Hepatitis C: Weighing the Price of a Cure

John Watson

Disclosures

May 21, 2015

In This Article

From Cure to Controversy

In 2014, the medical community marked 25 years since the hepatitis C virus (HCV) was discovered through a partnership of government and industry researchers. In contrast to other clinical areas where anniversaries often serve as a cruel reminder of the slow pace of progress, practitioners treating HCV actually had something to celebrate: the emergence of a genuine breakthrough in the form of Gilead Sciences' direct-acting antiviral agent sofosbuvir (Sovaldi®).

With 16-week cure rates approaching 95% in certain disease genotypes and limited side effects noted in several pivotal phase 3 studies, a once-daily tablet of sofosbuvir quickly established itself as an unprecedented breakthrough.[1] The positive news was compounded when an uncommonly productive drug-development pipeline produced other FDA-approved HCV agents in quick succession, most notably Gilead's ledipasvir/sofosbuvir combination (Harvoni®)[2] and AbbVie's ombitasvir/paritaprevir/ritonavir/dasabuvir tablet combination (Viekira Pak™).[3]

Yet just as quickly, the story changed when the wholesale acquisition price tags for these 12-week treatments were revealed: $83,319 for Viekira Pak, $84,000 for Sovaldi, and $94,500 for Harvoni.[4] These prices rise further when one factors in other agents that could be delivered alongside them and the general cost of care. That the issue could be boiled down to a media-friendly "$1000-a-day pill" headline only heightened the controversy, which eventually led to a December Senate hearing on the issue.[5]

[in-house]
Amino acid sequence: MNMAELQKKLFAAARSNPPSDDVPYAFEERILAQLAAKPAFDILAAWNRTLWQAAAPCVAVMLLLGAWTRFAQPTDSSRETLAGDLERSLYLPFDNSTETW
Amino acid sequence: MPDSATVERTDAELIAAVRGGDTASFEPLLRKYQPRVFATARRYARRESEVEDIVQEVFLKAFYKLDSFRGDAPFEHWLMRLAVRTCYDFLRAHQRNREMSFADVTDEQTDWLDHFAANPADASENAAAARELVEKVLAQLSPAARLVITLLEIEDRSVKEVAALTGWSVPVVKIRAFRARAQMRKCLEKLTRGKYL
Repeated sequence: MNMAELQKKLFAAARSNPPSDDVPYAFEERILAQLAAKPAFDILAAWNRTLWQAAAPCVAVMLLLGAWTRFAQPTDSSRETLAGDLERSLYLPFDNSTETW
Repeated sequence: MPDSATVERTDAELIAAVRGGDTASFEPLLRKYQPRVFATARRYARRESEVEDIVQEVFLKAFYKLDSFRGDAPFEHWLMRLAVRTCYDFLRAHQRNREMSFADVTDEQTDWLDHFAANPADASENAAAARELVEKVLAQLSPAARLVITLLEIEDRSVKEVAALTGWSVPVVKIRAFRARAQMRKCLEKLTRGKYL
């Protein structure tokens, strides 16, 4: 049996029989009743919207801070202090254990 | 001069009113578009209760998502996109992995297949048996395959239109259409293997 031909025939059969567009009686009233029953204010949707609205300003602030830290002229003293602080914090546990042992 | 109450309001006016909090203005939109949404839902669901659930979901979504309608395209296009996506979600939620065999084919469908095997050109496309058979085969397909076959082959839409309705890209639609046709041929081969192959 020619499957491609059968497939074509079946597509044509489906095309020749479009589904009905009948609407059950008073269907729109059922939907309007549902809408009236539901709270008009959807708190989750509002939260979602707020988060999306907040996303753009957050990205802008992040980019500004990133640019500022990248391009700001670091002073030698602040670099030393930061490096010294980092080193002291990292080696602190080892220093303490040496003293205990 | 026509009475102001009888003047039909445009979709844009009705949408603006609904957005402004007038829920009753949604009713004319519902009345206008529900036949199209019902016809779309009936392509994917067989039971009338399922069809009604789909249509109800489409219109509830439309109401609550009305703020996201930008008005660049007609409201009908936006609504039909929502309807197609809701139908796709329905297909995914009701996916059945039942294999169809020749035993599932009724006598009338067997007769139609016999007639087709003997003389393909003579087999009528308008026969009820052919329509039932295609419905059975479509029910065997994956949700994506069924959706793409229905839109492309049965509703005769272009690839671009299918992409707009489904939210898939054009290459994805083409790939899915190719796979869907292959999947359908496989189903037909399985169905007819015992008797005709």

The process by which drug manufacturers set their prices remains unclear. A spokesman for Gilead responded to a query by Medscape with the following statement: "We believe the price of Sovaldi and Harvoni reflects the value of these medicines. Unlike long-term or indefinite treatments for other chronic diseases, Sovaldi and Harvoni offer a cure with as little as eight weeks of treatment for many patients taking Harvoni."

Similarly, a spokeswoman for AbbVie also cited the fact that these drugs are offering a "high certainty of a cure with notably low rates of discontinuation and relapse." She further stated in an email exchange that the company took a number of factors into account when determining the treatment's price, "including the benefits of the therapy to patients, overall market dynamics, cost-effectiveness of treatment, and the value that it brings to off-setting short-term and long-term healthcare costs."

The resulting impact of these treatment costs on the healthcare system was immediately apparent. New HCV drugs were reported to have led to a 13.1% rise in prescription drug spending in 2014.[6] An analysis in the Annals of Internal Medicine found the new drugs to be cost-effective in most patients, but also concluded that they would cost an additional $65 billion over the next 5 years in comparison with earlier treatments.[7] Various states reported problems funding the drugs through their Medicaid programs, which required them to restrict access or, in the case of Texas, deciding not to pay for Sovaldi entirely.[8] Collectively, these reports spoke to larger concerns about whether the price of a cure was something that the US economy could afford.

Comments

3090D553-9492-4563-8681-AD288FA52ACE
Comments on Medscape are moderated and should be professional in tone and on topic. You must declare any conflicts of interest related to your comments and responses. Please see our Commenting Guide for further information. We reserve the right to remove posts at our sole discretion.
Post as:

processing....